Intestinal infection caused by Escherichia coli is an important disease resulting in significant economic losses. Knowledge about epidemiology, diagnosis and treatment, and control strategies are of fundamental importance to successfully tackle this disease.
Escherichia coli is a Gram-negative bacterium causing neonatal diarrhoea (ND; Figure 1), post-weaning diarrhoea (PWD; Figure 2) and post-weaning oedema disease. These Colibacillosis infections are important causes of death in suckling and weaned pigs worldwide.
Challenges to Colibacillosis treatment and control
In the EU, restrictions are in place on the use of antimicrobial products. Based on the implementation of the EU Antibiotics Categorization System, from January 2023 the use of several antibiotics, e.g., colistin and enrofloxacin in Category B which are highly effective against E. coli, will be restricted.
The use of zinc oxide as a therapeutic drug (at dosage levels of 2,000 - 3,000 ppm) will be banned for medicinal use from June 2022. As a consequence, a change to antibiotics which are not considered critically important for human medicine use is needed. These include antibiotics listed under Category C and D in the EU Categorization System.
Vaccines which are highly effective against all E. coli strains causing ND, PWD and oedema disease are not currently available. The vaccines that are in use have a narrow spectrum covering only some of the E. coli pathotypes and virotypes which can be present on affected farms.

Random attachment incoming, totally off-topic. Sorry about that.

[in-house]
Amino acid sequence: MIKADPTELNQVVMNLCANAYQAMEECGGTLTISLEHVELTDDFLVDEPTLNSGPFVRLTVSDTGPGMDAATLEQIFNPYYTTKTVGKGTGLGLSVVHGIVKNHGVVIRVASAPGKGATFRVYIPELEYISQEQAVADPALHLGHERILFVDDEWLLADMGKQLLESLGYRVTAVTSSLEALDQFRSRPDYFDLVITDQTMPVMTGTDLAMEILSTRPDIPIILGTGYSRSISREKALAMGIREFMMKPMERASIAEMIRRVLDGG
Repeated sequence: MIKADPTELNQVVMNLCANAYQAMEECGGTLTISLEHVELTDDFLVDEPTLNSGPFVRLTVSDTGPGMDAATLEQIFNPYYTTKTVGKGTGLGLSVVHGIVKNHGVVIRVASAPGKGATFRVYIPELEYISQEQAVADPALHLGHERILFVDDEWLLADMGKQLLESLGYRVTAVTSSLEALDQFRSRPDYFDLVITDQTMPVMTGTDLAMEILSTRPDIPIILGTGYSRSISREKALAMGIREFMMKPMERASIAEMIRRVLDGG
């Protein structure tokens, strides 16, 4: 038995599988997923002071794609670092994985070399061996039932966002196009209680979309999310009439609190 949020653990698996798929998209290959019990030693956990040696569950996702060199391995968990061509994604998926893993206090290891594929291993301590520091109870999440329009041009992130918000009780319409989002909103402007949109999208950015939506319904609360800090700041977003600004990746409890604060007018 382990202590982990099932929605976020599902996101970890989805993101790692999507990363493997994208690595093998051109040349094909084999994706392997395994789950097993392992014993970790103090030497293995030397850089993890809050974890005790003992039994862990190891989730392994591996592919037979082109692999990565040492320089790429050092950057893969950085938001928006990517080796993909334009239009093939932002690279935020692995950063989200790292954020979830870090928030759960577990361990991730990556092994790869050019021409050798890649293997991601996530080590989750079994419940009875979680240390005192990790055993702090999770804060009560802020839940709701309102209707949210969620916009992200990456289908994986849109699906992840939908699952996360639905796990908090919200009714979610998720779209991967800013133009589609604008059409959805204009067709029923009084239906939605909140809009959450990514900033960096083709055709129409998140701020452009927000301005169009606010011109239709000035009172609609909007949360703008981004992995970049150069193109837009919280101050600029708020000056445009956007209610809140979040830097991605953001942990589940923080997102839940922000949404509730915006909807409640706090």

Antibiotics used to treat enteric colibacillosis must be chosen for their ability to achieve therapeutic concentrations in the intestinal lumen. The antimicrobial susceptibility of the E. coli strains is fundamental for successful therapy. Outbreaks of E. coli intestinal infection require quick action and use of the most effective antibiotics.
Apravet® and Parofor® - the colibacillosis treatment options of choice
Antimicrobial susceptibility testing on E. coli strains is done in many countries. Apramycin minimum inhibitory concentration (MIC) test results from European E. coli strains are shown in relation to apramycin intestine concentrations achieved at treatment dosage after feed medication (Figure 3).
The apramycin concentration in the small intestine exceeds the MIC90 value of 90% of the tested EU E. coli strains. These results indicate very high sensitivity of the strains, predicting high efficacy of Apravet® in the case of its metaphylactic and therapeutic use.
The paromomycin MIC results from European E. coli strains are shown in relation to the paromomycin concentrations achieved in the small intestine at treatment dosage after water medication (Figure 4).
Paromomycin concentrations in the small intestine achieved at the lowest registered dose (25 mg/kg body weight) are high and above the MIC90 of 88% of the tested EU E. coli strains.
Higher paromomycin intestinal concentrations are expected at the highest registered dose (40 mg/kg body weight) for Parofor®. Estimated intestinal concentrations are about 1,100 µg/g in the small and large intestine, which are all above the MICs determined for paromomycin.
Apravet® and Parofor® are ideal options for antibiotic metaphylaxis and therapy in cases of enteric colibacillosis outbreaks. Both are first-choice treatment alternatives for antimicrobials which are restricted or will be banned in the future.
Apravet®: the first-choice product for metaphylaxis and treatment of E. coli infections post-weaning applied either in the feed or via the drinking water.
Parofor®: the first-choice product for E. coli neonatal diarrhoea treatment.